The industry has wasted too many cycles on Compass FUD (fear, uncertainty and doubt). It must get busy competing.

Three years ago, even after Zillow acquired Trulia and cemented its hold on the industry, the doubters and haters dug in, second-guessing the portal’s business model, blowing smoke about it not making money and persistently questioning the true intentions of the company. The peak of this Zillow arc was an amateur “Stop Zillow” movement (and a dubious crowdfunding campaign launched earlier this year).

Today, their rants seem empty. Zillow has a market cap of $7.5 billion, the company makes its premier agents millions of dollars a year in commission income, and it has become the door through which most home shoppers enter.

Critics of Compass, the NYC-based brokerage, are suddenly sounding shallow as well. Last week, the company raised a staggering $450 million from Softbank, one of the brightest, well-capitalized tech investors in the world.

My question to the naysayers: Do you really not get that this is a legitimate and distinctively unique business? With a tried-and-tested business model, Compass is quickly building an enviable footprint, with a network of top producers and a yet-to-be-understood technology infrastructure. (Remember, Uber started with a clunky app and the best drivers, and then they revolutionized transportation).

Compass is already making a fast-and-furious grab for market share — enough to bruise the earnings this year of real estate giant Realogy.

Underestimate the New York-based tech brokerage at your own risk. Compass is the real deal, not a fake-it-til-you-make-it enterprise.

An anonymous trash talk slide deck prepared a year ago by some big brokers reminds us of how JV the old real estate guard can be when faced with the threat of these new companies. They even spread cheap rumors that Compass CEO and founder Reffkin was going to be fired. Reminiscent of the anti-Zillow antics, a gaggle of expert goons ran around mugging Compass and peddling fear among brokers and their agents.

While the doubters play Howdy Doody, Reffkin is proving he has much much more than charisma and style. He is a risk-taker in the mold of Richard Branson. With a blend of smarts, money and passion, he is sweeping up the best agents and building a magnetic culture. And he is willing to make a few mistakes along the way. He has enough funding to pick himself up and learn from his snafus.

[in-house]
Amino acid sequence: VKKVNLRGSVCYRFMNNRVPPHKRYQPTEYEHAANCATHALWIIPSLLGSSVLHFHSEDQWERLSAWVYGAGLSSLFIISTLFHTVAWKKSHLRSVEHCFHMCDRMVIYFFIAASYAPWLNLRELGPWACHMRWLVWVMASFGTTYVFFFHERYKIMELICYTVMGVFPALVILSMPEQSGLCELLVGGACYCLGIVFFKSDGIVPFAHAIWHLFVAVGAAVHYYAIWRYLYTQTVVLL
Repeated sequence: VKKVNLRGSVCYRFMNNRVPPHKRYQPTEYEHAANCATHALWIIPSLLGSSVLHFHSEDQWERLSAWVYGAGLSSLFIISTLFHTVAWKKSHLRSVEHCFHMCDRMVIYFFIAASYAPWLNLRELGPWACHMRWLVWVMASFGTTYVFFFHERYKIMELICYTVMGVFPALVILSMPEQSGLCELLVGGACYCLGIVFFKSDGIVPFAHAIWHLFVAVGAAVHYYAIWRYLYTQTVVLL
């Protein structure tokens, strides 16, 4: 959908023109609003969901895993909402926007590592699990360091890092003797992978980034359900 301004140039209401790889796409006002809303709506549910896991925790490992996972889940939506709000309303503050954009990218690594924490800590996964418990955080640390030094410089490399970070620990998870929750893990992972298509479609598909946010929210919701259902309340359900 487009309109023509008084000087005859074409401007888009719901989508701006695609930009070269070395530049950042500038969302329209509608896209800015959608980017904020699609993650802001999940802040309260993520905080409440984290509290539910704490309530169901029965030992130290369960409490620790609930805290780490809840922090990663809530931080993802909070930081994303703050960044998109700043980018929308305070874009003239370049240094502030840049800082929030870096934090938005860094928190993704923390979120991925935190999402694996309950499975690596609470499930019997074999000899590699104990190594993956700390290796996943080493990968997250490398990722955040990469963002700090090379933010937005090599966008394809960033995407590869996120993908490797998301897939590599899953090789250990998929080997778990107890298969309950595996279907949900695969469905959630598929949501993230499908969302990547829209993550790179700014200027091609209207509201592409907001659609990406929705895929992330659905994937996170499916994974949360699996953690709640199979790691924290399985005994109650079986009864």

Do you know how difficult it is to raise hundreds of millions dollars? Believe me, it is not like going to Bank of America and getting a $10,000 credit line (although that can be a bad dream, for sure).

What now for the rest of the field?

The industry has wasted too many cycles on Compass FUD (fear, uncertainty and doubt). It must get busy competing.

It should stop wasting its valuable time and money on Upstream, Broker Public Portal and other ill-conceived strategies to undermine exciting new companies that want to change the real estate industry for the good.

And the National Association of Realtors should wake up as well and stop carrying the water for a small group of industry resistors.

Instead of publishing hit pieces on innovative programs, like it did with Zillow’s instant offers, the trade group should be issuing white papers and reports on how to work with iBuyers and new business models.

And they should beg Compass and Redfin leadership to serve on important insider NAR broker committees. Bust the cabal once and for all and bring in fresh new voices and perspectives. New leadership has never been more important for the real estate industry.

Why do you think Realogy is making massive management changes? They are smart people who see the writing on the wall. A young, technology-driven CEO Ryan Schneider is not expected to run his motor on idle for too long after taking over January 1.

Others will look to consolidate, gobbling up market share and acquiring savvy tech firms to speed up internal innovation. Also, look for a few mega acquisitions in the coming months.

This is the year everything will change. Get ready.

Email Brad Inman

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